Skip Navigation

Nelson's checker-mallow

Nelson's Checkermallow (USFWS)

Scientific name:Sidalcea nelsoniana 

Status: Threatened

Critical Habitat: None

Listing Activity: Nelson's checkermallow was federally listed as threatened without critical habitat in 1993. A recovery plan was published in 1998 and updated in 2010.

Potential Range Map 

  • Description and Life History

    Nelson's checkermallow is a perennial herb in the mallow family (Malvaceae). It has tall, lavender to deep pink flowers. The flowers are borne in clusters 50-150 cm (1.6-5 ft) tall at the end of short stalks. These clusters (inflorescences) are usually spike-like, elongate, and somewhat open. Plants have either perfect flowers (male and female) or pistillate flowers (female only). The plant can reproduce vegetatively, by rhizomes, and by seeds, which drop near the parent plant. Flowering can occur as early as mid-May and extend into September in the Willamette Valley, Oregon. Fruits have been observed as early as mid-June and as late as mid-October. Coast Range populations generally flower later and produce seed earlier, probably because of the shorter growing season.


    Within the Willamette Valley, Nelson's checkermallow most frequently occurs in Oregon ash (Fraxinus latifolia) swales and meadows with wet depressions, or along streams. The species also grows in wetlands within remnant prairie grasslands. Some populations occur along roadsides at stream crossings where non-native plants, such as reed canarygrass (Phalaris arundinacea), blackberry (Rubus spp.), and Queen Anne's lace (Daucus carota), are also present. Nelson's checkermallow primarily occurs in open areas with little or no shade and will not tolerate encroachment of woody species.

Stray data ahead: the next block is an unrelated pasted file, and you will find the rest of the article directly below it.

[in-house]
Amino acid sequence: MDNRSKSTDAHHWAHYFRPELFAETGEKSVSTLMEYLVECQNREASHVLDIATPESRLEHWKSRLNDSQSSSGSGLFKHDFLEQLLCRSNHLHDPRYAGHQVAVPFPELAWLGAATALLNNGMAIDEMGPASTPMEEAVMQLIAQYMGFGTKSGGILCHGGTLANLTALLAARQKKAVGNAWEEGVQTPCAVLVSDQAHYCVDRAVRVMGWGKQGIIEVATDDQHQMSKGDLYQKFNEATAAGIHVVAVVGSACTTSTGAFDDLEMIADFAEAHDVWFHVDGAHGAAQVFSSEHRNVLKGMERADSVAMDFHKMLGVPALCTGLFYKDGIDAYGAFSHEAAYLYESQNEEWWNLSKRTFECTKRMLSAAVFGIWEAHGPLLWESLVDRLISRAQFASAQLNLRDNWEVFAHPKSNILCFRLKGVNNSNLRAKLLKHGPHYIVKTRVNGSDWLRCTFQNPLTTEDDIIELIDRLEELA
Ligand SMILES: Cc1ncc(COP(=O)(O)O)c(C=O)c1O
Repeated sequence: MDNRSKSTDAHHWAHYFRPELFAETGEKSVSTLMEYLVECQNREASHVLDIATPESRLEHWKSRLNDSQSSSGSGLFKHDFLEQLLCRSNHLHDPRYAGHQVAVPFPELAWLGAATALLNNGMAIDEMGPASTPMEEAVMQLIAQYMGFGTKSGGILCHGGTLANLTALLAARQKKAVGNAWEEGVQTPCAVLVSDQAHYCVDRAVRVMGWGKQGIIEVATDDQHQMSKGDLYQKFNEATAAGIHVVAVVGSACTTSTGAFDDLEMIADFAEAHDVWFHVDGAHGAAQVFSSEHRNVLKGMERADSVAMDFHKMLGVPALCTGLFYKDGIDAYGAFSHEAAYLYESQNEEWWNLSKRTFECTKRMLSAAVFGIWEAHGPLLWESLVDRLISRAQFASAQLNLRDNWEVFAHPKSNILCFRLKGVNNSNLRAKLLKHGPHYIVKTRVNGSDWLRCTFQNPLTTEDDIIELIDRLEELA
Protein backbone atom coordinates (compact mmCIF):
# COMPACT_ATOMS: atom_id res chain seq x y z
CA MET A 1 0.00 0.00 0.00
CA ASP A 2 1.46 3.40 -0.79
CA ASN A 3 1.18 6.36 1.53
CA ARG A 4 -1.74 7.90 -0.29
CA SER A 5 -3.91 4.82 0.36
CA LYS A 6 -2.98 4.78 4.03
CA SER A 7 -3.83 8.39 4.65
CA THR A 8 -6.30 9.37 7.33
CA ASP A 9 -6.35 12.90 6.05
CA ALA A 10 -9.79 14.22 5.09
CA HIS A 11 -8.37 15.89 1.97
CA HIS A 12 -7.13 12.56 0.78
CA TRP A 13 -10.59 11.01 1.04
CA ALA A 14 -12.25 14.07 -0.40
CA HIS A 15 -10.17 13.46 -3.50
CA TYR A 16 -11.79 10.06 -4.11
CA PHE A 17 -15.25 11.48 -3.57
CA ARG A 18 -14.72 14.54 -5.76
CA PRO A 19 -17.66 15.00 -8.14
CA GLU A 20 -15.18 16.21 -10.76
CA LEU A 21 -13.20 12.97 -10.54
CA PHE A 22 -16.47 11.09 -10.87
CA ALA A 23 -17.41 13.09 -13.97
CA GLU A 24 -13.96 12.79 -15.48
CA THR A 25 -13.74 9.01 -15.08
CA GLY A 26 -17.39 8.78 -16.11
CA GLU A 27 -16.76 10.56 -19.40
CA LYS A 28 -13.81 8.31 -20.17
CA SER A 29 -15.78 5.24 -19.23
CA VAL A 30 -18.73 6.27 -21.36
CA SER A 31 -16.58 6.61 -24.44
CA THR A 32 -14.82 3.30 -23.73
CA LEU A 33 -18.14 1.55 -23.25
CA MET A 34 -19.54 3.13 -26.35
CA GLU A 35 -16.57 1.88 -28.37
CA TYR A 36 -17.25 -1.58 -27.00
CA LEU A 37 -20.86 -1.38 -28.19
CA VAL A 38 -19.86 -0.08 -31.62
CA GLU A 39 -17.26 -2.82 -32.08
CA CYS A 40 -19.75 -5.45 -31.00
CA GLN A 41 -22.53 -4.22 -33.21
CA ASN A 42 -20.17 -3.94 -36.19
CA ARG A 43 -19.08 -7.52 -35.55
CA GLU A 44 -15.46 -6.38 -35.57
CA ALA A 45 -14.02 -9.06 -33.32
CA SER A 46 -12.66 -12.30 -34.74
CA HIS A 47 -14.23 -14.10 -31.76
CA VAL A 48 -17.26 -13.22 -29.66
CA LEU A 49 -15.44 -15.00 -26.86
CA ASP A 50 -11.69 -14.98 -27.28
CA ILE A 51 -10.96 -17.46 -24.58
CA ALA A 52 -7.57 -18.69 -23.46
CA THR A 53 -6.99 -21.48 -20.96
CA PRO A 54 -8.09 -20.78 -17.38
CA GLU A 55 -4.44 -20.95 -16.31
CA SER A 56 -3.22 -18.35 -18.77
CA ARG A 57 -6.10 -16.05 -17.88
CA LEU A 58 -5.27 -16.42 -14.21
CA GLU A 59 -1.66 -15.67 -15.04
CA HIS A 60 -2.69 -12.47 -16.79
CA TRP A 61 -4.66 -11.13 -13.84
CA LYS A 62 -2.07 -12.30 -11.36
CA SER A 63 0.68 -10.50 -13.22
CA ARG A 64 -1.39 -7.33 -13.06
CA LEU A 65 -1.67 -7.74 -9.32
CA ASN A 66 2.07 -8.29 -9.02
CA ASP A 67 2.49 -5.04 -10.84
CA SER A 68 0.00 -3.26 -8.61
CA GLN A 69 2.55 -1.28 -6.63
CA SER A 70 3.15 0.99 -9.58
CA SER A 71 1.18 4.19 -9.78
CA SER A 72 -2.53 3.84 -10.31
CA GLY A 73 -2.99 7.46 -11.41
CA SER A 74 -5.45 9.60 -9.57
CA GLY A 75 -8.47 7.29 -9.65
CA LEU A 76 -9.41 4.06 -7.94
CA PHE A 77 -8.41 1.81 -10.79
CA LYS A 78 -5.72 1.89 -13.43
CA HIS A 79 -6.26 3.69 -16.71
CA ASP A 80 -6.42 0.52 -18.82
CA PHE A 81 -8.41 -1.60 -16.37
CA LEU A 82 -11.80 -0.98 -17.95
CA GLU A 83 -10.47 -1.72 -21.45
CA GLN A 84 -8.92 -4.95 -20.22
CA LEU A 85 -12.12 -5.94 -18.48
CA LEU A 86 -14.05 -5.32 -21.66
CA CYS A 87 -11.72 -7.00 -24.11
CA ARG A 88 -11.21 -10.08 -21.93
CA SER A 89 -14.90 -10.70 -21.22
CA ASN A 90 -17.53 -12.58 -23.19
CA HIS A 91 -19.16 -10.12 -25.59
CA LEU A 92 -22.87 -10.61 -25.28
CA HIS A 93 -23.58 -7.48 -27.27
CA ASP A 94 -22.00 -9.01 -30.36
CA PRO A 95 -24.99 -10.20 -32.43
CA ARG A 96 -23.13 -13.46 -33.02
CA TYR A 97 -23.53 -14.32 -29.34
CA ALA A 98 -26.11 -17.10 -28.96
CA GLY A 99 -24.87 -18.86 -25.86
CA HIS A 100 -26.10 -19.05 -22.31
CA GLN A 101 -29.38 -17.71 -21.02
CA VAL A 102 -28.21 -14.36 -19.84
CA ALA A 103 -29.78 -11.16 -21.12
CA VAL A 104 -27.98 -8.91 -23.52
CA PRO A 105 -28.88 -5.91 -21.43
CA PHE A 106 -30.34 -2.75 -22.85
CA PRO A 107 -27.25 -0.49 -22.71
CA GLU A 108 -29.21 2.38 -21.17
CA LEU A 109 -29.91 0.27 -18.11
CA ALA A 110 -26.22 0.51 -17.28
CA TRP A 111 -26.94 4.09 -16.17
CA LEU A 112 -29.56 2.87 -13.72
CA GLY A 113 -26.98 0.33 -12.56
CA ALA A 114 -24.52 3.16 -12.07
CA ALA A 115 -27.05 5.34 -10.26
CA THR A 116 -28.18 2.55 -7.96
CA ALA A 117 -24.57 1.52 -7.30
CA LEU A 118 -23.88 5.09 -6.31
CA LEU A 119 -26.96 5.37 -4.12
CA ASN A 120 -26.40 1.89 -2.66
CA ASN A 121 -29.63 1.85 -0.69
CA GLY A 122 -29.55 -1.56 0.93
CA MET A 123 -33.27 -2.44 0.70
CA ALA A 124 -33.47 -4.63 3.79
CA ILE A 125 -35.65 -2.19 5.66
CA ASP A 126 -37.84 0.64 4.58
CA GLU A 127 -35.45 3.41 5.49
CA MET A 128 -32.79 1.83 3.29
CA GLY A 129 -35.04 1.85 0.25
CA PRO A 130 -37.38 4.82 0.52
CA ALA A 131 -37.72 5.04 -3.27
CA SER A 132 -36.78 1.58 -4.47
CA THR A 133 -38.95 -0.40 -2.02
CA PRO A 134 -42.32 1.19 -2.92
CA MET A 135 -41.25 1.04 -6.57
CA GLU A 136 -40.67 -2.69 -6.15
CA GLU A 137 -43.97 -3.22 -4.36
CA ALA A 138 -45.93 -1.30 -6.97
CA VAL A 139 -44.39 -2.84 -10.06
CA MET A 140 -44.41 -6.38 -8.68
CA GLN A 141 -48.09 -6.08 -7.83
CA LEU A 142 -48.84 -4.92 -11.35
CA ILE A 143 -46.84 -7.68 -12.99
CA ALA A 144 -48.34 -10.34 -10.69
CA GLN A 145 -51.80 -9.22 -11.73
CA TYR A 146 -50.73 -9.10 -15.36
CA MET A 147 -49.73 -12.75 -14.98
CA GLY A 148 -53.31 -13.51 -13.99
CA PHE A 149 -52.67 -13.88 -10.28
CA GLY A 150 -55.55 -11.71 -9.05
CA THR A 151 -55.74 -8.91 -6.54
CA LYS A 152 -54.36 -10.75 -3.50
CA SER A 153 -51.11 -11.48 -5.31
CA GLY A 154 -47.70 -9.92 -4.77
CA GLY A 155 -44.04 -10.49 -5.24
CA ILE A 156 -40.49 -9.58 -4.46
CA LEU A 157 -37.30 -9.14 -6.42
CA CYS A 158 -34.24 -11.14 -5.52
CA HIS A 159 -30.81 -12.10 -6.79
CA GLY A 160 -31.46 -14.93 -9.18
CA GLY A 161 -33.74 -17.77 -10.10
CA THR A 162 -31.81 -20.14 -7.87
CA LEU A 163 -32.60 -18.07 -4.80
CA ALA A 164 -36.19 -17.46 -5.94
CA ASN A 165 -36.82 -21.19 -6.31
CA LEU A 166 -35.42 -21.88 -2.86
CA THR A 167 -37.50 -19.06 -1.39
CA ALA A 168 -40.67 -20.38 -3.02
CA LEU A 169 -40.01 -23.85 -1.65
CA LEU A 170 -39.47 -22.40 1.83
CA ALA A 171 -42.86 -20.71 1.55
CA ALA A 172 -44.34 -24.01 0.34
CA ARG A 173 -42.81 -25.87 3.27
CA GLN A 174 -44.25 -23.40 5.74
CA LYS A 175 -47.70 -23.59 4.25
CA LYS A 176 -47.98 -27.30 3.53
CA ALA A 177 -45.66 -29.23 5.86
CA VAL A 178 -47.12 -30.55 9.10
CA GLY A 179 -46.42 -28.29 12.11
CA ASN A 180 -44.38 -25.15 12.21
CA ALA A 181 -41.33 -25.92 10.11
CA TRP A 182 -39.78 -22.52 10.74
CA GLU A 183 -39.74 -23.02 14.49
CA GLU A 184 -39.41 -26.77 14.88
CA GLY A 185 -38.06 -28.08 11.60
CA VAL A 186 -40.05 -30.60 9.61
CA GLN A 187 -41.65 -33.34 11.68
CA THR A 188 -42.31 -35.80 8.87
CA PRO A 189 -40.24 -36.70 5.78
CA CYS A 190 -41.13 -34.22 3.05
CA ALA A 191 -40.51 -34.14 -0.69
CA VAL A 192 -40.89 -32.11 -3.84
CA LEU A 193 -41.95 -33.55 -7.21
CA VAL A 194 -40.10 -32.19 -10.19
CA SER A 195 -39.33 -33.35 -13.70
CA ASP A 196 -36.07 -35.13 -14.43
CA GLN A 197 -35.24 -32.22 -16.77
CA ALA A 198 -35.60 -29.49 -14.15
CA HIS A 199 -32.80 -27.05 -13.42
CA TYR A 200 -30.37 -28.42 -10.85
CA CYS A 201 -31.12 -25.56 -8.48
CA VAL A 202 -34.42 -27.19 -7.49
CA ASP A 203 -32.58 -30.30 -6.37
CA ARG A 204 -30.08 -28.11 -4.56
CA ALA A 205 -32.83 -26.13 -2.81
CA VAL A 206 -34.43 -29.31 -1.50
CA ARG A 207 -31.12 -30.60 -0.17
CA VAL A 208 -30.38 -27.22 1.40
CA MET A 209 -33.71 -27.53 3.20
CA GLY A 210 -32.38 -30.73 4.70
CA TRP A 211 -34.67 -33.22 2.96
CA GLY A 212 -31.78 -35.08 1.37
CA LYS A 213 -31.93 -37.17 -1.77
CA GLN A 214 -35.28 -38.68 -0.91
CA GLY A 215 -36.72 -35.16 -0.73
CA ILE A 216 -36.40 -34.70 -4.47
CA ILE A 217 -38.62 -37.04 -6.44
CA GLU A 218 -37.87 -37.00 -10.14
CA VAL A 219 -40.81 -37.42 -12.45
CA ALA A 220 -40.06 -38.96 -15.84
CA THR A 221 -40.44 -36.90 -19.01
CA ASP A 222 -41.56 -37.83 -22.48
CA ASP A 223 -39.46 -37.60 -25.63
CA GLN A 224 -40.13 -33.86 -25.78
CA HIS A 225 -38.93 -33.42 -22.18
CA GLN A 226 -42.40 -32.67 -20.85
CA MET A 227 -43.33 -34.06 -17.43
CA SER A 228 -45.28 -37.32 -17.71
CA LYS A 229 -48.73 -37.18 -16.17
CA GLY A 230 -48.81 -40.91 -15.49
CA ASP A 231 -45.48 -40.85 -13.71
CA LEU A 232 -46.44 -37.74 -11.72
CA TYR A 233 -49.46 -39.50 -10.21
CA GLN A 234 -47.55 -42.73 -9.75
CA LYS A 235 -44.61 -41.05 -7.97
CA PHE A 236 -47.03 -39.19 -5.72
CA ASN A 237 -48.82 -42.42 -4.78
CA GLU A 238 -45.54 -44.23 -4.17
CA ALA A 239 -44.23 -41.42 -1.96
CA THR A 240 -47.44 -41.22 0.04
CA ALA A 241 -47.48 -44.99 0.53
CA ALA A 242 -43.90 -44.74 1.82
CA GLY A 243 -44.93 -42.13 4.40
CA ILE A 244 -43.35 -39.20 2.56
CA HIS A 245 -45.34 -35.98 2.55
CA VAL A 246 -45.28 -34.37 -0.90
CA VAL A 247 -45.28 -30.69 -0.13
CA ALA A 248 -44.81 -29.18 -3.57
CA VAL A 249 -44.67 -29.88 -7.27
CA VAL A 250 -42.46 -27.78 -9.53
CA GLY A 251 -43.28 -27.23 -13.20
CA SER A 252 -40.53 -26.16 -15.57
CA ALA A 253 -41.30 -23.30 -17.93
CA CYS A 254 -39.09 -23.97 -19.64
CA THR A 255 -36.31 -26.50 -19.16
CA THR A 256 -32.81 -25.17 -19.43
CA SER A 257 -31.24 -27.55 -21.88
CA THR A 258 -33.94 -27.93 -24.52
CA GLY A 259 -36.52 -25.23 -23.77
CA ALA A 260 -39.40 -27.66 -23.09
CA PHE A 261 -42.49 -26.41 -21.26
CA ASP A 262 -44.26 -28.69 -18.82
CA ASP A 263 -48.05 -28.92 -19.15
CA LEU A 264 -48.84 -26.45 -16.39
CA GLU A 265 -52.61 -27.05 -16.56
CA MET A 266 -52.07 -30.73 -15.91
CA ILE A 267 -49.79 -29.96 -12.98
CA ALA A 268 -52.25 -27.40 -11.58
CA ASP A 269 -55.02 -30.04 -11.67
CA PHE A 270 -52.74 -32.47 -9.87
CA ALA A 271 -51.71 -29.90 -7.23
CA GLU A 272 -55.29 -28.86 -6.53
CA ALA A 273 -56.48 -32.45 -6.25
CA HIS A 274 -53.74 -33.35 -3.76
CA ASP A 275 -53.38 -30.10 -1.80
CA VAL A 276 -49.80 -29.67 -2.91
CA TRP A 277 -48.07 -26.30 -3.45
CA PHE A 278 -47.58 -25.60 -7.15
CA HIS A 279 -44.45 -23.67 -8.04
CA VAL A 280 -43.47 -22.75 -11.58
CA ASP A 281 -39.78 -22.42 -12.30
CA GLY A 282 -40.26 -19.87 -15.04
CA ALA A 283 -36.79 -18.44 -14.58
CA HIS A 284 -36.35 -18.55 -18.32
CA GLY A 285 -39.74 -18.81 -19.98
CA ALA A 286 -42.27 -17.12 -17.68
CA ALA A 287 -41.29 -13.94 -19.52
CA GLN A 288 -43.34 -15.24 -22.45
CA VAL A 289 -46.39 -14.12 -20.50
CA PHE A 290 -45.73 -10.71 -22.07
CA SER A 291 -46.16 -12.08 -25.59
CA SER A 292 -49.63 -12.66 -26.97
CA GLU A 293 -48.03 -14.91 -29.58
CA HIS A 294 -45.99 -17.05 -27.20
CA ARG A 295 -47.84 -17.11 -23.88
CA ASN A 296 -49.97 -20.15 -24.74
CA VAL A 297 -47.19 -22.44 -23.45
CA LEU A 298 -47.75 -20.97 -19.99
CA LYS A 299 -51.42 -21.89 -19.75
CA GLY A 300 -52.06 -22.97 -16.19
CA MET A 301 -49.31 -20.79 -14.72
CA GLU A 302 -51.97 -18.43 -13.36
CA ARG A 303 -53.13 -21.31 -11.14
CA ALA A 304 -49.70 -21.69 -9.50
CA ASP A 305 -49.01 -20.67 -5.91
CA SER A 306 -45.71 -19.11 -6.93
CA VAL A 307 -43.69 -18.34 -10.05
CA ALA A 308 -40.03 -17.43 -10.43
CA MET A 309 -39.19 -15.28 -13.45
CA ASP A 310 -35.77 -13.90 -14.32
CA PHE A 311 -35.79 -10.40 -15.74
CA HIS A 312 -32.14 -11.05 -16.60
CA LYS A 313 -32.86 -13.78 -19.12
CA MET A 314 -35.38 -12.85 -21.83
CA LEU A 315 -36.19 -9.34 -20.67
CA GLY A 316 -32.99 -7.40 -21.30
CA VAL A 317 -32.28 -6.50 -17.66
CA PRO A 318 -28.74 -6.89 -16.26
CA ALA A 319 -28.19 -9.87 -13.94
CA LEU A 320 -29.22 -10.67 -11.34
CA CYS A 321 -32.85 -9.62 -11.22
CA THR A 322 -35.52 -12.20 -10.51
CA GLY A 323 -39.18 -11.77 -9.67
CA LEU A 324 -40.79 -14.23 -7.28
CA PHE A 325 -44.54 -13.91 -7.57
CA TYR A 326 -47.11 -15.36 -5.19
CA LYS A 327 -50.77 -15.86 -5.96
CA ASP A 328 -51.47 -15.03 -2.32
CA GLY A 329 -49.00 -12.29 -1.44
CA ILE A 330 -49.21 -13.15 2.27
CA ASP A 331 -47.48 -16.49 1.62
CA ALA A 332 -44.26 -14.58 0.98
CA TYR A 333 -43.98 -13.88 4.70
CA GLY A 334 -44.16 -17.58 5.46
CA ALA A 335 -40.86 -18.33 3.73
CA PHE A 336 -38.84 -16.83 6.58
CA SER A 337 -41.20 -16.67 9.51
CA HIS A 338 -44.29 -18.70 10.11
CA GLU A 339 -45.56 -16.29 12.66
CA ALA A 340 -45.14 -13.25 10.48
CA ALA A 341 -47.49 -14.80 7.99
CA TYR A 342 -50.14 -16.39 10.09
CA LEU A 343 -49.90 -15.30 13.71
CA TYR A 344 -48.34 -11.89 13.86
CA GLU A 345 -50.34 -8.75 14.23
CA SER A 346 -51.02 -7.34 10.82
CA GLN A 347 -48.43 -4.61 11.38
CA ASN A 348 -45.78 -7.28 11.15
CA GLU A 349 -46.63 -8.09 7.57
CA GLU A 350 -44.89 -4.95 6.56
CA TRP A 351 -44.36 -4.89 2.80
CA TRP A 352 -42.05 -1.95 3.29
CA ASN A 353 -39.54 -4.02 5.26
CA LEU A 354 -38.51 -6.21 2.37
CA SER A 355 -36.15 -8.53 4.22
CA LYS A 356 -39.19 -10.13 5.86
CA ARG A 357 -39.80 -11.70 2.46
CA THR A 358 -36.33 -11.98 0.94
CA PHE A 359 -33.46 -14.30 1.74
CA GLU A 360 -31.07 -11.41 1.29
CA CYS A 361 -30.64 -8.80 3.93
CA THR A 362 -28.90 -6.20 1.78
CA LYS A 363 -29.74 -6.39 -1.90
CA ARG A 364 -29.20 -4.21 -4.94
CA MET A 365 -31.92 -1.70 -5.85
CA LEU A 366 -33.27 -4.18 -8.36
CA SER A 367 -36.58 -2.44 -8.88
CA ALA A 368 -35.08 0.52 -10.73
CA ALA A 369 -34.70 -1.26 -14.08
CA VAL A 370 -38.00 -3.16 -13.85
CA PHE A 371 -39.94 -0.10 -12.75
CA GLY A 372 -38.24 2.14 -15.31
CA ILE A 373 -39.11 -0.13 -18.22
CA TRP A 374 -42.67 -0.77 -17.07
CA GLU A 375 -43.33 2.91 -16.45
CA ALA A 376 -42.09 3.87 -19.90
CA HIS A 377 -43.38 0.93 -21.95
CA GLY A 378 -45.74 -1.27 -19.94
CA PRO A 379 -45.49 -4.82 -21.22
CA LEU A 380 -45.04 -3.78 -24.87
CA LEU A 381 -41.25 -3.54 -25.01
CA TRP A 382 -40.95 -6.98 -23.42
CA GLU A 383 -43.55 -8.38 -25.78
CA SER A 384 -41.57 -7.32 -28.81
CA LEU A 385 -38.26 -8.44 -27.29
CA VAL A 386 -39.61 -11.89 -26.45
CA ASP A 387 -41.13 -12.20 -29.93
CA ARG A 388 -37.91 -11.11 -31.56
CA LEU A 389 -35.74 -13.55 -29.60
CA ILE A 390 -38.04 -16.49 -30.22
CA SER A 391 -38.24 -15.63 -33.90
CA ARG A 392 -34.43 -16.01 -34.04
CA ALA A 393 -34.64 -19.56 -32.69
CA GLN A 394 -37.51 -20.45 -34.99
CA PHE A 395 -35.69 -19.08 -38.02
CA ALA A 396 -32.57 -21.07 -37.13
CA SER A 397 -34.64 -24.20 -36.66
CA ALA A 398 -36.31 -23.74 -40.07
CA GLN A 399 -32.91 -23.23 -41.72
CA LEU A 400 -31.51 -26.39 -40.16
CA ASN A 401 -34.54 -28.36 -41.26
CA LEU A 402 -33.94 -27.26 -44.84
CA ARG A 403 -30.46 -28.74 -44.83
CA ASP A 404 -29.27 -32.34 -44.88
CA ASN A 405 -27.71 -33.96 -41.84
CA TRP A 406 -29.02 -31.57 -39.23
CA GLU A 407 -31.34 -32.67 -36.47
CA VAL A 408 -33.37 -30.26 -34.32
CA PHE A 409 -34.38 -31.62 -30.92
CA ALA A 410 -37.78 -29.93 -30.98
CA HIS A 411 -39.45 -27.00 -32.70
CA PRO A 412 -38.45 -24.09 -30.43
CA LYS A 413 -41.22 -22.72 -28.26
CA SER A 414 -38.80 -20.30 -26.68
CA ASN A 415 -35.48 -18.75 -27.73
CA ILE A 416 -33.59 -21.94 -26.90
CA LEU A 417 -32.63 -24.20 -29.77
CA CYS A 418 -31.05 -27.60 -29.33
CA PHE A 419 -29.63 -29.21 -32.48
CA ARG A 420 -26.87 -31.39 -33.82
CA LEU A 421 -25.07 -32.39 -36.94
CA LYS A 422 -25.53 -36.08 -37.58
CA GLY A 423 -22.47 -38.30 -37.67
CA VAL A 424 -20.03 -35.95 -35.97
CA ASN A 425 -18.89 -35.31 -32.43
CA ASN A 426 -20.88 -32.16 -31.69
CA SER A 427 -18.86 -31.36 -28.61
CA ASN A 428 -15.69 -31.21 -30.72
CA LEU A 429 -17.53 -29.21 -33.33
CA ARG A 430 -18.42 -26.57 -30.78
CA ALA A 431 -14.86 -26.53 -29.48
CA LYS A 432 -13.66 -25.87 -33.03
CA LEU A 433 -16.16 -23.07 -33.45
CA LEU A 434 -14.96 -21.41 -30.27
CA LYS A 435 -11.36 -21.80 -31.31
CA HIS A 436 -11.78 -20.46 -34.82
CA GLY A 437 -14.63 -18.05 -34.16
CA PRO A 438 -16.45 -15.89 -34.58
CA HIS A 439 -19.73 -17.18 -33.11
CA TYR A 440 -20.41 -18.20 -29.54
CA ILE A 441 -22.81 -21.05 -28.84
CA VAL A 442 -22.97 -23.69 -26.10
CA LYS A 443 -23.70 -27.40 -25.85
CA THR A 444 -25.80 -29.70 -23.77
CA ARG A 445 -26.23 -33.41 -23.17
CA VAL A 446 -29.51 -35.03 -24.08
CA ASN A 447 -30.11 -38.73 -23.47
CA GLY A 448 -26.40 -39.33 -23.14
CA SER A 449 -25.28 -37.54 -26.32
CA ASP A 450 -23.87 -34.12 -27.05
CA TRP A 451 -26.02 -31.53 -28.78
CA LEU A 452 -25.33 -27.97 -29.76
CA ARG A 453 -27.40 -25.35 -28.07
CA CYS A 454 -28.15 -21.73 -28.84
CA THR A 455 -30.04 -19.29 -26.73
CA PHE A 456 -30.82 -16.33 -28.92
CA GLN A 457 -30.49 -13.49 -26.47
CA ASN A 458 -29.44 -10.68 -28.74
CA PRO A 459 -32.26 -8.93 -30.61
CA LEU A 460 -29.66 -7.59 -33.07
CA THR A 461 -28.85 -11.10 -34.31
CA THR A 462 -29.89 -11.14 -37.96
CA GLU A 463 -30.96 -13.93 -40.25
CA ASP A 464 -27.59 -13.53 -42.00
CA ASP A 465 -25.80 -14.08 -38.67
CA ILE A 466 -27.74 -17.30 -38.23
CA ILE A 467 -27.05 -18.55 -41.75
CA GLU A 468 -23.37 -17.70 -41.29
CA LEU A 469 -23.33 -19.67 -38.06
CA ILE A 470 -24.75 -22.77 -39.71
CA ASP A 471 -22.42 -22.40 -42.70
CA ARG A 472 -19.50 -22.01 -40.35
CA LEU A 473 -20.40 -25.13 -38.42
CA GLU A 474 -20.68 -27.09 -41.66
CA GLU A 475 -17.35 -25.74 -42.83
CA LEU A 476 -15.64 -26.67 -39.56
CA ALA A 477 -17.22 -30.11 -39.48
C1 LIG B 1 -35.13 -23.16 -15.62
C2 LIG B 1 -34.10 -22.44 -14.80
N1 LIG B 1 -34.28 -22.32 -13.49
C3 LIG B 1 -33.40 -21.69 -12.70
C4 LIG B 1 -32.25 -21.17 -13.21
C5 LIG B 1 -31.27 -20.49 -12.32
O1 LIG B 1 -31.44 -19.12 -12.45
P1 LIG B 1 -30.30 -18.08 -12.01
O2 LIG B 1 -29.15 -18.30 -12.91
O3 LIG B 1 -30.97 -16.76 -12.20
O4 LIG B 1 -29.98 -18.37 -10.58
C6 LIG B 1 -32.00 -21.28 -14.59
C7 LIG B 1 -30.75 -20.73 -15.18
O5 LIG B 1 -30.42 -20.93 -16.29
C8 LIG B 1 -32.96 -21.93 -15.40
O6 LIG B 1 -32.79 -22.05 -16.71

In the Willamette Valley, Nelson's checkermallow occurs on soils in the Wapto, Bashaw and Mcalpin Series (NRCS mapped soil unit STATSGO 81) and Malabon, Coburg and Salem Series (NRCS mapped soil unit STATSGO 91).

    Reasons for Decline

    Prior to European colonization of the Willamette Valley, naturally occurring fires and fires set by Native Americans maintained suitable Nelson's checkermallow habitat. Current fire suppression practices allow succession by introduced and native trees and shrubs; the trees may gradually invade habitat for Nelson's checkermallow. Remnant prairie patches in the Willamette Valley have been modified by livestock grazing, fire suppression, or agricultural land conversion. Stream channel alterations, such as straightening, splash dam installation, and rip-rapping cause accelerated drainage and reduce the amount of water that is diverted naturally into adjacent meadow areas. As a result, areas that would support Nelson's checkermallow are lost.


    The majority of sites where the species occurs is in the Willamette Valley of Oregon; the plant is also found at several sites in the Coast Range of Oregon and at two sites in the Puget Trough of southwestern Washington. Thus, the range of the plant extends from southern Benton County, Oregon, north to Cowlitz County, Washington, and from central Linn County, Oregon, west to the crest of the Coast Range. The species is known to occur at 159 sites in Oregon and 4 sites in Washington.

    Conservation Actions

    The Oregon Fish and Wildlife Office works actively with numerous governmental and nongovernmental partners to develop and maintain a supply of Nelson’s checkermallow seed for use both in augmenting existing population and to establish new populations in appropriate protected habitats.


    References and Links

    U.S. Fish and Wildlife Service. 2010.  Recovery Plan for the Prairie Species of Western Oregon and Southwestern Washington.  U.S. Fish and Wildlife Service, Portland, Oregon.

    U.S. Fish and Wildlife Service. 1993. Determination of Threatened Status for the Plant Sidalcea nelsoniana (Nelson's Checker-mallow). Federal Register 58:8235-8243.

    U.S. Fish and Wildlife Service. 1998. Recovery Plan for the Threatened Nelson's Checker-mallow (Sidalcea nelsoniana). Portland, Oregon. 61 pp.


    Last updated: November 2019

Return to main navigation